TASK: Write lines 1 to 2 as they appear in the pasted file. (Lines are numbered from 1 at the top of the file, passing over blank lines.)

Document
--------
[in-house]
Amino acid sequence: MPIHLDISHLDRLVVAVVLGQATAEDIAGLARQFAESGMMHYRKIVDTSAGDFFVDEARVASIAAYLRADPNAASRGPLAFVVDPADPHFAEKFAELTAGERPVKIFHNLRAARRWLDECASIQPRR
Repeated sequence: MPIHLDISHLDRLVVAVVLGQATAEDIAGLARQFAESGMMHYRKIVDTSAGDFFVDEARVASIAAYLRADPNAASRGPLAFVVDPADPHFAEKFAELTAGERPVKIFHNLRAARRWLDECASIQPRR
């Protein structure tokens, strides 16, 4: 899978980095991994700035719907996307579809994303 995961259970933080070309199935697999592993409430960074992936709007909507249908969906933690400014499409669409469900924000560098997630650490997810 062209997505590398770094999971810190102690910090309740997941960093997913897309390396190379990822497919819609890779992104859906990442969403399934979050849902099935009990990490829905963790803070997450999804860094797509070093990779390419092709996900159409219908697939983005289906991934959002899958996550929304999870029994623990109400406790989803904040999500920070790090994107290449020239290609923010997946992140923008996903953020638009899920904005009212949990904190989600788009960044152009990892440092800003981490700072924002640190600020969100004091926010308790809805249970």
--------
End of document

[in-house]
Amino acid sequence: MPIHLDISHLDRLVVAVVLGQATAEDIAGLARQFAESGMMHYRKIVDTSAGDFFVDEARVASIAAYLRADPNAASRGPLAFVVDPADPHFAEKFAELTAGERPVKIFHNLRAARRWLDECASIQPRR